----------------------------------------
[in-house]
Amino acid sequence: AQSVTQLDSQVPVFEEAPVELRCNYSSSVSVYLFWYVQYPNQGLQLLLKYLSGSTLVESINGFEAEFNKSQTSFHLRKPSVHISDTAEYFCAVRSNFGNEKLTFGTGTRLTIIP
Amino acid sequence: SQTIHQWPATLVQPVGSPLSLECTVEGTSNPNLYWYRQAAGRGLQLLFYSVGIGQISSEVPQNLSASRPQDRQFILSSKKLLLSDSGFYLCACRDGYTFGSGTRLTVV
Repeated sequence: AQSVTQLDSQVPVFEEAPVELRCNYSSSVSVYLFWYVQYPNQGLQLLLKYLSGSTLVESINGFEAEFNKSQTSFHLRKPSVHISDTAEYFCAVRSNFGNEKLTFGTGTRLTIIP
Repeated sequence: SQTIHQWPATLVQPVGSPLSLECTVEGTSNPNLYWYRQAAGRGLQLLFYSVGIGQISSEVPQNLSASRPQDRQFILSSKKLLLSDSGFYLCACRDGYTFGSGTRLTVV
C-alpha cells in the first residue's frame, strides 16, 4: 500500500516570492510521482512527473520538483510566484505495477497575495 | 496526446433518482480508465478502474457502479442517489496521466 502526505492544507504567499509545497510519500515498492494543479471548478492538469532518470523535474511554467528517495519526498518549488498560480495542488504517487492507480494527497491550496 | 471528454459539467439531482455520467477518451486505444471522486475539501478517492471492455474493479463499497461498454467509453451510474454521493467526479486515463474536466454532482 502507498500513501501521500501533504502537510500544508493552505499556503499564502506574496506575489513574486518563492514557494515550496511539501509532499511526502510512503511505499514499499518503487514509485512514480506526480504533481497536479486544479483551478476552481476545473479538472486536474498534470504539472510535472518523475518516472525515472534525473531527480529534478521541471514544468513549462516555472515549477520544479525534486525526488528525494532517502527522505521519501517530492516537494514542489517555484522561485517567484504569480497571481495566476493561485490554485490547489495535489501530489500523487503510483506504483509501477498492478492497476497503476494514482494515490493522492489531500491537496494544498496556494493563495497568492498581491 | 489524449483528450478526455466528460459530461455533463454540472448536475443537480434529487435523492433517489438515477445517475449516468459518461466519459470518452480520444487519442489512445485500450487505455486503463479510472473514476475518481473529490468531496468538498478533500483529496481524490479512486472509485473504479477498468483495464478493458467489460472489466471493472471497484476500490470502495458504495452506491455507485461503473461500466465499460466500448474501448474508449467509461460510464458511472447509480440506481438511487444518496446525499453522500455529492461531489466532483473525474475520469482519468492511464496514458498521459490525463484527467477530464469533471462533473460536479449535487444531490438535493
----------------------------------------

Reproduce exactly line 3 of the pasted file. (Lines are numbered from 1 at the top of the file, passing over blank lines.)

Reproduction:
Amino acid sequence: SQTIHQWPATLVQPVGSPLSLECTVEGTSNPNLYWYRQAAGRGLQLLFYSVGIGQISSEVPQNLSASRPQDRQFILSSKKLLLSDSGFYLCACRDGYTFGSGTRLTVV